Bible Reading Plans

Quick Downloads:

Checkbox Plan A Checkbox Plan B Boxy Reading Plan
Document: 43kb PDF
Paper Size: US Letter
Document: 43kb PDF
Paper Size: US Letter
Document: 260kb PDF
Paper Size: US Letter
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About Jessica’s Reading Plans:

Have you set a goal for yourself to read through the entire bible? These one-page printables are reading trackers have checkboxes for every chapter of the bible to keep track of your progress toward your goal on a single sheet of paper. There are a lot of sites out there with reading plans, but I ended up making my own because I couldn’t find exactly what I wanted–checkboxes.

These plans can be folded in half and tucked inside the cover of most standard-sized bibles, there when you need it, no electricity required. If you primarily use a compact or pocket bible there are several ways you can make the plan fit your bible:

  • Fold the plan in quarters before tucking in your bible
  • Print the plan at a reduced size of your choice using Acrobat Reader’s print dialog scaling options
  • Print the plan “two-up” by changing your printer settings (look for “pages per sheet” or similar)
  • Print the plan two-sided so the entire plan fits on a half sheet of paper

Why Read Through the Bible?

“All Scripture is given by inspiration of God, and is profitable for doctrine, for reproof, for correction, for instruction in righteousness, that the man of God may be complete, thoroughly equipped for every good work.” -2Timothy 3:16-17

When you haven’t decided where to start, you’re likely to procrastinate and not start. When you finish a book and can’t make up your mind which one to read next, you’re likely to fall away from having the discipline of making reading God’s word a regular part of your day. Having a plan in place will help you to establish spiritual discipline and keep a spiritual mindset rather than a carnal one. God’s word builds up our faith, is an effective weapon against temptation; it leads us in spiritual victories. It is living and powerful and teaches us about righteousness.

Need more reasons?

Here is a whole page with scriptures about the benefits of reading the bible.

Which Reading Plan Should You Choose?

Pick the one you like and are likely to use. The differences between most of these reading plans are mostly just visual. To highlight a few of the major differences, the two checkbox plans are mostly the same, except B breaks apart Psalms into the five “books” of Psalms. Checkbox plan A is also available as a 300dpi GIF image. The boxy reading plan follows a slightly different style where the number is inside the check-box instead of next to the box, and has additional headings and use of color (great if you have a color printer, not so great if you’re making photocopies).

How to Use these Reading Trackers:

Every day when you do your daily devotionals (you do do devotionals daily, right?), on the reading plan x off the chapters you read (if they aren’t already marked), or use a highlighter to mark the chapter numbers that have been read. When you complete an entire book, you may wish to use a highlighter or marker to color in the box for the entire book to celebrate the accomplishment on your progress.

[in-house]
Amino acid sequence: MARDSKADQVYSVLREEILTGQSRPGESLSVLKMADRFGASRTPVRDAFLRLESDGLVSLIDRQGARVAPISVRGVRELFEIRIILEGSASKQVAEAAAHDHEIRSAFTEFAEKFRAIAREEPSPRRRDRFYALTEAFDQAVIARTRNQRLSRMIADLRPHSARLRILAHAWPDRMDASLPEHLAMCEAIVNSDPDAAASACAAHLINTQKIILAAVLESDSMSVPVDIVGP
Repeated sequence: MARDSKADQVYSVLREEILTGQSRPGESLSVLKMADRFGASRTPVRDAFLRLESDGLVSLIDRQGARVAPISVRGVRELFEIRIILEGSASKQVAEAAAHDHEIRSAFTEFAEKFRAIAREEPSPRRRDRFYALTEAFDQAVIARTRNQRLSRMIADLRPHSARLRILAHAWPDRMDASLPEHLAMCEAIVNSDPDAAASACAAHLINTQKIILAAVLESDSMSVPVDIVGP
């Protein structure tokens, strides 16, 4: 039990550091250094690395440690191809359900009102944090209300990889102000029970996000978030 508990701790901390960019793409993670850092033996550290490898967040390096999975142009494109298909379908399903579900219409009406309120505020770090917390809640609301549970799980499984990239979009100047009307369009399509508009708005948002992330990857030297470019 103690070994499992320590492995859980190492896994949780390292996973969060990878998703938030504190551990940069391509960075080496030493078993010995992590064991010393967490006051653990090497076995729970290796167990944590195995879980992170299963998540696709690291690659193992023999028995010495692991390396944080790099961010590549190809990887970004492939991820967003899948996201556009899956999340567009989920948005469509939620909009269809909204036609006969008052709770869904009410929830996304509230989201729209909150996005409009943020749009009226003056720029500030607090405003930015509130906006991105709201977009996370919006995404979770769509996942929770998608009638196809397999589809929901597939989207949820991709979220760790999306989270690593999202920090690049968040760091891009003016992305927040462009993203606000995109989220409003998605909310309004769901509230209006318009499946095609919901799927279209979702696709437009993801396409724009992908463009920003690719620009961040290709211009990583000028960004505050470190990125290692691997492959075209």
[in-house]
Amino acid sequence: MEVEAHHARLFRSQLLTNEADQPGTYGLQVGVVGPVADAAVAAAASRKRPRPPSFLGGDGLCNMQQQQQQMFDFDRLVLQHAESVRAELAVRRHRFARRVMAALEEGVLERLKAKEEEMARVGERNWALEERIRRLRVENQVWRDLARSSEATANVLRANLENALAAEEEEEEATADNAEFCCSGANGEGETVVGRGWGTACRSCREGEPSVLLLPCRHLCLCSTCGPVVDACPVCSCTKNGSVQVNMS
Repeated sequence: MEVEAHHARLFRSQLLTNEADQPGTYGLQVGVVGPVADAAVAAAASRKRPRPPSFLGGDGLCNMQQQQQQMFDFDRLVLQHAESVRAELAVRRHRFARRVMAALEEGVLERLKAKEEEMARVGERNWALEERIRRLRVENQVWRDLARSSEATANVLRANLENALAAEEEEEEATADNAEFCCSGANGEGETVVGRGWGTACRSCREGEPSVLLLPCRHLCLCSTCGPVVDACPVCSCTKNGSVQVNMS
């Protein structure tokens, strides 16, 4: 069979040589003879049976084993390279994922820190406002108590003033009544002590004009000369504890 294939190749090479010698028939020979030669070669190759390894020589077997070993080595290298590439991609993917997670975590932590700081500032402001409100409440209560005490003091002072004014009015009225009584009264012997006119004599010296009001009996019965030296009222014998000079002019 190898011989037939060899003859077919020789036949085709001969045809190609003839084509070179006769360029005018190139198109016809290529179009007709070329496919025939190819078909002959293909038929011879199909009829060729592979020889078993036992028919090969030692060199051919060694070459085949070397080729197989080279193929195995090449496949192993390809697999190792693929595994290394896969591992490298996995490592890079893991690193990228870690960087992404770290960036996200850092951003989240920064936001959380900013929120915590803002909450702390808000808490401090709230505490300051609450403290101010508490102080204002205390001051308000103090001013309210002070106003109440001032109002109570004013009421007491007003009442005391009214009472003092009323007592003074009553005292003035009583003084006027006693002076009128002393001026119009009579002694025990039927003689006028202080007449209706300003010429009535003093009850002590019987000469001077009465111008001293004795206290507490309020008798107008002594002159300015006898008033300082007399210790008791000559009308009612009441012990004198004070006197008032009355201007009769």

Bible Reading Plan Bible Reading Plan Designed to tuck in the bible cover

If you’d like to “jump in where you are”, highlight or mark all the parts of the bible you’re sure you’ve already read. Then when you do your daily devotion reading, go back and fill in the gaps sequentially or in whatever order you decide on.

What and how much to read?

To read the entire bible in one year you have to read about 3-3.25 chapters a day, which is about a 15 minute commitment per day. Some people prefer to go at a slower pace and take more time to meditate on or reflect on what they read. Other people prefer to accelerate the plan, and read more words more often.

There are many different ways you can organize your reading. A general plan I like to use in my daily reading if I’m not otherwise inspired is to split my daily reading across three places in the bible, roughly in thirds, somewhat like this:

One chapter from: Percent
of Chapters
of Verses
Reading 1 Genesis through Job 44.8% 40.2%
Reading 2 Psalms through Malachi 29.6% 37.9%
Reading 3 Matthew through Revelation 25.6% 21.9%

A reading plan that mixes old and new testament is widely encouraged because many people get discouraged in continuing to read when they encounter lengthy geneologies and passages about the law without an interleaving reminders about God’s grace and love. The first time I tried to read through the bible, I don’t think I even made it through Genesis before I gave up–if only I’d started at the New Tesatment or done a “balanced plan” instead! If you look at the numbers, its not quite a perfect division, so feel free to substitute whatever is left at the end or restart reading the new testament.

If that plan isn’t for you, here’s some links to some other sites with reading plan lists:

  • Into Thy Word has a number of reading plan printables which list the “what to read when” portions. They even have a reading record sheet, but their reading record doesn’t have checkboxes.
  • Susan’s Blog has an entry with a long list of links to a number of reading plans of various styles on many sites.
  • Back to the Bible has several different groupings of readings, such as chronological and blended.

Feel free to customize your plan in any way you like, just make sure you *have* a plan in place so you don’t fall away when you’re feeling indecisive. If you finish reading through the bible, start over, don’t quit! “He who fails to plan, plans to fail.”